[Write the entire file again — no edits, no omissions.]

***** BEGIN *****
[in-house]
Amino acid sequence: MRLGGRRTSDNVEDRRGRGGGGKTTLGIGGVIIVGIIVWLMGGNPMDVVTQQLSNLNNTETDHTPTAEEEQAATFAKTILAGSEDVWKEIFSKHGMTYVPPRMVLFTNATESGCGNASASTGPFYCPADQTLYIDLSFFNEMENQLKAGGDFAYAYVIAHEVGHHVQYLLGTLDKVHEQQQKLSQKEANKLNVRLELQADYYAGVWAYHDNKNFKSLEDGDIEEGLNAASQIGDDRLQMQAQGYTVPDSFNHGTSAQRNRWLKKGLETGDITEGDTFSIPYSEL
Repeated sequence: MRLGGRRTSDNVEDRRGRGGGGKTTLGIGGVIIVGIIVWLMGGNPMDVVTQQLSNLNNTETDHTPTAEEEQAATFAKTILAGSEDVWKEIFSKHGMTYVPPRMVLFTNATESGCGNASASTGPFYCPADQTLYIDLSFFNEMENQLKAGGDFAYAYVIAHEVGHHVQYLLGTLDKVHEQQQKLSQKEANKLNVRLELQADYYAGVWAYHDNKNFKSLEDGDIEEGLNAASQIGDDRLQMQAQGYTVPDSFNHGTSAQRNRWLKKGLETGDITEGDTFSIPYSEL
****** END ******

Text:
[in-house]
Amino acid sequence: MRLGGRRTSDNVEDRRGRGGGGKTTLGIGGVIIVGIIVWLMGGNPMDVVTQQLSNLNNTETDHTPTAEEEQAATFAKTILAGSEDVWKEIFSKHGMTYVPPRMVLFTNATESGCGNASASTGPFYCPADQTLYIDLSFFNEMENQLKAGGDFAYAYVIAHEVGHHVQYLLGTLDKVHEQQQKLSQKEANKLNVRLELQADYYAGVWAYHDNKNFKSLEDGDIEEGLNAASQIGDDRLQMQAQGYTVPDSFNHGTSAQRNRWLKKGLETGDITEGDTFSIPYSEL
Repeated sequence: MRLGGRRTSDNVEDRRGRGGGGKTTLGIGGVIIVGIIVWLMGGNPMDVVTQQLSNLNNTETDHTPTAEEEQAATFAKTILAGSEDVWKEIFSKHGMTYVPPRMVLFTNATESGCGNASASTGPFYCPADQTLYIDLSFFNEMENQLKAGGDFAYAYVIAHEVGHHVQYLLGTLDKVHEQQQKLSQKEANKLNVRLELQADYYAGVWAYHDNKNFKSLEDGDIEEGLNAASQIGDDRLQMQAQGYTVPDSFNHGTSAQRNRWLKKGLETGDITEGDTFSIPYSEL